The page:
Quote, Dr. Carroll Quigley, 1966: “The redistribution of wealth by changing prices is equally important but attracts much less attention. Rising prices benefit debtors and injure creditors, while falling prices do the opposite. A debtor called upon to pay a debt at a time when prices are higher than when he contracted the debt must yield up less goods and services than he obtained at the earlier date, on a lower price level when he borrowed the money. A creditor, such as a bank, which has lent money—equivalent to a certain quantity of goods and services—on one price level, gets back the same amount of money—but a smaller quantity of goods and services—when repayment comes at a higher price level, because the money repaid is then less valuable.

“This is why bankers, as creditors in money terms, have been
obsessed with maintaining the value of money, although the reason they have
traditionally given for this obsession—that “sound money” maintains “business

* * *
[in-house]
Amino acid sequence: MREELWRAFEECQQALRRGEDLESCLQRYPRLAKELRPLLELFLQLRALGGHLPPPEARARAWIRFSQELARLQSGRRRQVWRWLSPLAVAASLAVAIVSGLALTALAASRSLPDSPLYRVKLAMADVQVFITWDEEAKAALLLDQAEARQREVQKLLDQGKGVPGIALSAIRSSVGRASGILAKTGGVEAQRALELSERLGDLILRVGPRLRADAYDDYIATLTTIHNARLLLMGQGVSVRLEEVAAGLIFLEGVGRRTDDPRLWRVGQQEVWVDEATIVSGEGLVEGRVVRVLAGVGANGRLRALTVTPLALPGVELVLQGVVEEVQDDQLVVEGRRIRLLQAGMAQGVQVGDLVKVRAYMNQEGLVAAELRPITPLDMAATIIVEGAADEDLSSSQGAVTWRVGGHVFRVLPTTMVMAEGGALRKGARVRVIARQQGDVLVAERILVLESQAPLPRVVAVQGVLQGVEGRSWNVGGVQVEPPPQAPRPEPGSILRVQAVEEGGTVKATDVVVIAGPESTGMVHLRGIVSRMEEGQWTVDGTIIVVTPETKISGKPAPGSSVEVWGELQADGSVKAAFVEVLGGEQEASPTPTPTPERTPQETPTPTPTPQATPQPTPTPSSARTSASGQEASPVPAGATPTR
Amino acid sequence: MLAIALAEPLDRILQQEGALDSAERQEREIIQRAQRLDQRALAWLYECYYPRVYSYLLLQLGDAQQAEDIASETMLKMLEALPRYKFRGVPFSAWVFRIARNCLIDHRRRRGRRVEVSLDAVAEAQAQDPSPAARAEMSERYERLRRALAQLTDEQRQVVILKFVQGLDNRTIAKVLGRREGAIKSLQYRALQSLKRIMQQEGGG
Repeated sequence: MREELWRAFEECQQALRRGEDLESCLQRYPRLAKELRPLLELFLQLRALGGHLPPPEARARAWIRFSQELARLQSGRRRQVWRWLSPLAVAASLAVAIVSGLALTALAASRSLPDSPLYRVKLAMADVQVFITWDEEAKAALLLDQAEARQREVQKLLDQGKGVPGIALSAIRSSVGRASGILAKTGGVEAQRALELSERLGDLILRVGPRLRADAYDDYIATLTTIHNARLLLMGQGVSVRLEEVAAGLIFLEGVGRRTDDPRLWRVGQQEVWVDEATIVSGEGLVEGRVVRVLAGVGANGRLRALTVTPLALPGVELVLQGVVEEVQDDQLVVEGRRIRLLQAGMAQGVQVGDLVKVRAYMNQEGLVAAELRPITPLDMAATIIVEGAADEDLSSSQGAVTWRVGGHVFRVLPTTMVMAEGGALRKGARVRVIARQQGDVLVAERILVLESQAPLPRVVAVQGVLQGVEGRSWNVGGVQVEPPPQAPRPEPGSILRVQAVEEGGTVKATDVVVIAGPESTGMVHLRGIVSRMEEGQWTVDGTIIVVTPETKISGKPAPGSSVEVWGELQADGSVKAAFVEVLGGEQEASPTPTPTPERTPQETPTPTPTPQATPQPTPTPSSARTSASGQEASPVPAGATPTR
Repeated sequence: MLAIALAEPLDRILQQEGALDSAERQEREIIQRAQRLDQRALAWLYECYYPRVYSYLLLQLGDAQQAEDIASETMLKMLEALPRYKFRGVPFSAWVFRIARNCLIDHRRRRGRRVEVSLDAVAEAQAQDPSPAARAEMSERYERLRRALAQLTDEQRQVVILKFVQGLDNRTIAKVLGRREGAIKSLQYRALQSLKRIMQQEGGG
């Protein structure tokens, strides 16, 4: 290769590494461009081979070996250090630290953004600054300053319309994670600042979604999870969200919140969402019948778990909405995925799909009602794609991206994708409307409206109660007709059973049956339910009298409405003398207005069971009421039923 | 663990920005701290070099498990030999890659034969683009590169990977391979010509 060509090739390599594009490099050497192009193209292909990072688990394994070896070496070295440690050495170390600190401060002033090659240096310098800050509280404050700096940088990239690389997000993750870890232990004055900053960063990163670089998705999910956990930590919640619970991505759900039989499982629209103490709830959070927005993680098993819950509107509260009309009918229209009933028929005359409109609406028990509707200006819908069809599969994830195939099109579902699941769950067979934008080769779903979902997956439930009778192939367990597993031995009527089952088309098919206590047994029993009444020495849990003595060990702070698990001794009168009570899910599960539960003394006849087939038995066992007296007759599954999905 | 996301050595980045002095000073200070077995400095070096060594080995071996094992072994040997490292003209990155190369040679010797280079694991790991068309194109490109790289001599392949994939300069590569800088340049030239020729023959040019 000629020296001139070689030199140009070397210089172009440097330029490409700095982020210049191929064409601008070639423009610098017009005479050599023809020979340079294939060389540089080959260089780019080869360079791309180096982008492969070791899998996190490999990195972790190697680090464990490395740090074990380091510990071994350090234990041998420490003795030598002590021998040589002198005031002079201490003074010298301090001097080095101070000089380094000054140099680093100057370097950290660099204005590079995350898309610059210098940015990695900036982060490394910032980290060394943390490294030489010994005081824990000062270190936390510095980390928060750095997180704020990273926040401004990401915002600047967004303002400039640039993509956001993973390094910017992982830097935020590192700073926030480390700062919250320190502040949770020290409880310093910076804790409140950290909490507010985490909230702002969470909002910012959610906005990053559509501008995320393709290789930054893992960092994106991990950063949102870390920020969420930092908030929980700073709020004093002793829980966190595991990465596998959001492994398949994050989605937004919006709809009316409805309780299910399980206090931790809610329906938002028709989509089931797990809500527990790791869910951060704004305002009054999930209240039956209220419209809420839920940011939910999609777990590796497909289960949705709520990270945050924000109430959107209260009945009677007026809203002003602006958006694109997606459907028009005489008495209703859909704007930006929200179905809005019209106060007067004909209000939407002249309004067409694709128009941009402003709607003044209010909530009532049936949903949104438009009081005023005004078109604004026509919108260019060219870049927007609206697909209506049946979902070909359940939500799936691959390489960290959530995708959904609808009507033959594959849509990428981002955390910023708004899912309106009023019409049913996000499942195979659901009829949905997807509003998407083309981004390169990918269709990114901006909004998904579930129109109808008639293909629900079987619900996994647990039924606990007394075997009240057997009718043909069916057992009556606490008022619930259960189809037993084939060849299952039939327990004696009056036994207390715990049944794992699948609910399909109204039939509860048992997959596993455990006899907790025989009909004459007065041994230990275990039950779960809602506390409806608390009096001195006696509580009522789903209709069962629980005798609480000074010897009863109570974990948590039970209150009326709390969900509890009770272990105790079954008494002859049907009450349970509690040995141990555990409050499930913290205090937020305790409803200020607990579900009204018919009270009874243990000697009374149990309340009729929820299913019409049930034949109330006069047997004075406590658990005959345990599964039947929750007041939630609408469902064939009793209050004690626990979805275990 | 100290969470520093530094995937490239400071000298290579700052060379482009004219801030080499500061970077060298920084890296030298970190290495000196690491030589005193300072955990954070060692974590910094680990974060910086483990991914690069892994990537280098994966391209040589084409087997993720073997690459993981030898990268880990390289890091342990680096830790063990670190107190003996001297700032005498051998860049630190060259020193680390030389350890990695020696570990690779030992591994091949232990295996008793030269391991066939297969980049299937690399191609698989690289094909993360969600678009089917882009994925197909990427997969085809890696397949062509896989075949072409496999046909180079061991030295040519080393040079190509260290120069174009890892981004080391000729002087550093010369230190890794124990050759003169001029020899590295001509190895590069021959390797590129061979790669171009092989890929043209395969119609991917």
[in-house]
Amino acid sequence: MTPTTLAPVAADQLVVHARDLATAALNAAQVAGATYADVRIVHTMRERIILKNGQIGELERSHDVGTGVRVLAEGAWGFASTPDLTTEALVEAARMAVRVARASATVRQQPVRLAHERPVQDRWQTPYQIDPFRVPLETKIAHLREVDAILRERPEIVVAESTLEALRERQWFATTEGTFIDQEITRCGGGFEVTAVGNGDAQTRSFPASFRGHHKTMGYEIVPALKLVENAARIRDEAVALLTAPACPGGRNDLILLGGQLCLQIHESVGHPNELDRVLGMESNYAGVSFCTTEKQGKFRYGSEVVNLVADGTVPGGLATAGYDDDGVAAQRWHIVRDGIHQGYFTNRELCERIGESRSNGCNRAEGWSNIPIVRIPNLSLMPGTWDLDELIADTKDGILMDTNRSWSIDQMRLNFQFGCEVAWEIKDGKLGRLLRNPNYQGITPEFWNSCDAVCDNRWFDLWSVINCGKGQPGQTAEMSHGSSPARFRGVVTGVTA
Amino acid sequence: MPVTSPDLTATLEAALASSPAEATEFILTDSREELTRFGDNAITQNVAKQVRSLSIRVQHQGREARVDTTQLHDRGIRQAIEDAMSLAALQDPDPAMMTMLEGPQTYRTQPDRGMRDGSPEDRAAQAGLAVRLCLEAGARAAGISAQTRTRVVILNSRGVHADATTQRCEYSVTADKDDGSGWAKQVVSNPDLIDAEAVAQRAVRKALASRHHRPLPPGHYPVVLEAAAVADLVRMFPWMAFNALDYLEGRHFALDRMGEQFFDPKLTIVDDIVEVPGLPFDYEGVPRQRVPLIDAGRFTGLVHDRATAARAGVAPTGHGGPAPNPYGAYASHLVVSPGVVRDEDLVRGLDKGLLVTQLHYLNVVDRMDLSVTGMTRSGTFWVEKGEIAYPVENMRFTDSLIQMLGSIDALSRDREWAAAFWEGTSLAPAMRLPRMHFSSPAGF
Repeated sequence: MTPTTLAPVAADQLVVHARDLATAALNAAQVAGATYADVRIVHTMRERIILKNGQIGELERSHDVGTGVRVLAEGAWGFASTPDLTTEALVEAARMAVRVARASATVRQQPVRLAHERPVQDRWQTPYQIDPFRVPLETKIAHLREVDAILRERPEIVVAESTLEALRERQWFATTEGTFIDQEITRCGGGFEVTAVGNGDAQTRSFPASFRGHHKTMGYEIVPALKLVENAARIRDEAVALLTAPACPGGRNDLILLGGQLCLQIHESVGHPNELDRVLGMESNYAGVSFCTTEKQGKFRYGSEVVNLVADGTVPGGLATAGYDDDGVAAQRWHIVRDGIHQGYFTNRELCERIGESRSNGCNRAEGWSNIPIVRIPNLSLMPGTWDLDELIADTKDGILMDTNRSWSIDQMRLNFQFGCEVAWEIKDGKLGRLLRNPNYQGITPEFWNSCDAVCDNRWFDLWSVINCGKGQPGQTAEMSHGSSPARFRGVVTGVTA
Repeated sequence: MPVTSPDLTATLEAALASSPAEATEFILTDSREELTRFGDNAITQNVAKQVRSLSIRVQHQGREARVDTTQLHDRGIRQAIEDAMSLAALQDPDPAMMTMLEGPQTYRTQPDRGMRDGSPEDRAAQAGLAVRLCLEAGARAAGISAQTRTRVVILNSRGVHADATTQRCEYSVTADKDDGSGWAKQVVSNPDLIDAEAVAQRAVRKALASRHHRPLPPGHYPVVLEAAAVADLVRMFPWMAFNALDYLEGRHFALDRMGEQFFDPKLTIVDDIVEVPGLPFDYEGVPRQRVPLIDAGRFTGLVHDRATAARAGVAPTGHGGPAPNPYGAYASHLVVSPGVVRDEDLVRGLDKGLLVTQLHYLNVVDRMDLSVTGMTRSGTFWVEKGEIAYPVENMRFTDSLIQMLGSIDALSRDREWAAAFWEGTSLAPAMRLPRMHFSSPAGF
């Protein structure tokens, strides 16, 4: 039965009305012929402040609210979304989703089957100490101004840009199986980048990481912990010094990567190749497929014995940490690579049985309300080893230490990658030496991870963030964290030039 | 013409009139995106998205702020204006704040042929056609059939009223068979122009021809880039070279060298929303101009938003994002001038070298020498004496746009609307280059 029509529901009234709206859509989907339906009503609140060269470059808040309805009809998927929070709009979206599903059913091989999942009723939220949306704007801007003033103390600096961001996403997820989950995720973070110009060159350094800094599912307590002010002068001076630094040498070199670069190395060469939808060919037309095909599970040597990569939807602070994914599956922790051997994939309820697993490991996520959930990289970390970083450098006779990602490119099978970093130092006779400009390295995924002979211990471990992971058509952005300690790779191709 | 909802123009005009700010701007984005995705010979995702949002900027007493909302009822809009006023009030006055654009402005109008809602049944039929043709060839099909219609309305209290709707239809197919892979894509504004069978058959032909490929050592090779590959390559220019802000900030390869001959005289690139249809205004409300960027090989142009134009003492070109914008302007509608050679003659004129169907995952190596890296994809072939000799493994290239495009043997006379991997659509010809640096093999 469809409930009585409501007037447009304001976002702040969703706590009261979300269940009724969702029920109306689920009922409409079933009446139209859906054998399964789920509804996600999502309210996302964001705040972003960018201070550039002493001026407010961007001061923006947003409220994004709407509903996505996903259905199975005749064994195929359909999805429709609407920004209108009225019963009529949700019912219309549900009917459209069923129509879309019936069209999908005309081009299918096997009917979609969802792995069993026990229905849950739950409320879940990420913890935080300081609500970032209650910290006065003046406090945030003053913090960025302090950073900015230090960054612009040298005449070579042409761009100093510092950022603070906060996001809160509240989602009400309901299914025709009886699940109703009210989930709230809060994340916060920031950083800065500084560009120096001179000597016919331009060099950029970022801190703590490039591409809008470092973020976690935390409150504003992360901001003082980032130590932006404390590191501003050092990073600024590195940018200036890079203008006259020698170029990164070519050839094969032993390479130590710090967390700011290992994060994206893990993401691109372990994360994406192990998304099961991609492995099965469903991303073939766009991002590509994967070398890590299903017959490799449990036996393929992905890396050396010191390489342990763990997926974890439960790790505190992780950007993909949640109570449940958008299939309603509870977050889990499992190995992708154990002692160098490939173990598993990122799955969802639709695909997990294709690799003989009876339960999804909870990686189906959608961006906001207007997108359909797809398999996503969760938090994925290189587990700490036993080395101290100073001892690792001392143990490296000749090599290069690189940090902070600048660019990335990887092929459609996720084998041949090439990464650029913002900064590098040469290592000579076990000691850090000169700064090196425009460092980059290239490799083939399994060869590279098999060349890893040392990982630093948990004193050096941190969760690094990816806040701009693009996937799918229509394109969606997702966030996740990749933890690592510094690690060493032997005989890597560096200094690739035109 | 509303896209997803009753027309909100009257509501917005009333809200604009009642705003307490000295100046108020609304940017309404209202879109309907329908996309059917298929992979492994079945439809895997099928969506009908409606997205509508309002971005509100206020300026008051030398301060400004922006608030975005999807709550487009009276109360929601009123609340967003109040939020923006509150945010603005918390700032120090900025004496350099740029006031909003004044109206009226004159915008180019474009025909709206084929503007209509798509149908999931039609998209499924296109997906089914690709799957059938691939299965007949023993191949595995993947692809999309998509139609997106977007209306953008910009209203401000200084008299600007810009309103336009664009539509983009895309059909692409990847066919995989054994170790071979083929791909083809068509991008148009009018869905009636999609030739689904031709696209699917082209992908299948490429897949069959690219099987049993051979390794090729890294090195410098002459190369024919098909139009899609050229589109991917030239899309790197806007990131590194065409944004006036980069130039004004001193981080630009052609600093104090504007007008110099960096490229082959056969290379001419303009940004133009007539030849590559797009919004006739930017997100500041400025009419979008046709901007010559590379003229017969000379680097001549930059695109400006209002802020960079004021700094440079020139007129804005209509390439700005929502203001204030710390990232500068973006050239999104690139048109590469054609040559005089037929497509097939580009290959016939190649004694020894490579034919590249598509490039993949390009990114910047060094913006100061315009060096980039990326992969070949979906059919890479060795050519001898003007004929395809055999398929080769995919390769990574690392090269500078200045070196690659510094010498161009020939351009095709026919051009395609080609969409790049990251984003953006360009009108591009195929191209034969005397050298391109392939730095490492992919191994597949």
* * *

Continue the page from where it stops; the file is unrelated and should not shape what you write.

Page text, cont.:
confidence”—has been propagandist rather than accurate.”*

“Hundreds of years ago, bankers began to specialize, with the richer and more influential ones associated increasingly with foreign trade and foreign-exchange transactions. Since these were richer and more cosmopolitan and increasingly concerned with questions of political significance, such as stability and debasement of currencies, war and peace, dynastic marriages, and worldwide trading monopolies, they became the financiers and financial advisers of governments. Moreover, since their relationships with governments were always in monetary terms and not real terms, and since they were always obsessed with the stability of monetary exchanges between one country’s money and another, they used their power and influence to do two things: (1) to get all money and debts expressed in terms of a strictly limited commodity—ultimately gold; and (2) to get all monetary matters out of the control of governments and political authority, on the ground that they would be handled better by private banking interests in terms of such a stable value as gold.”

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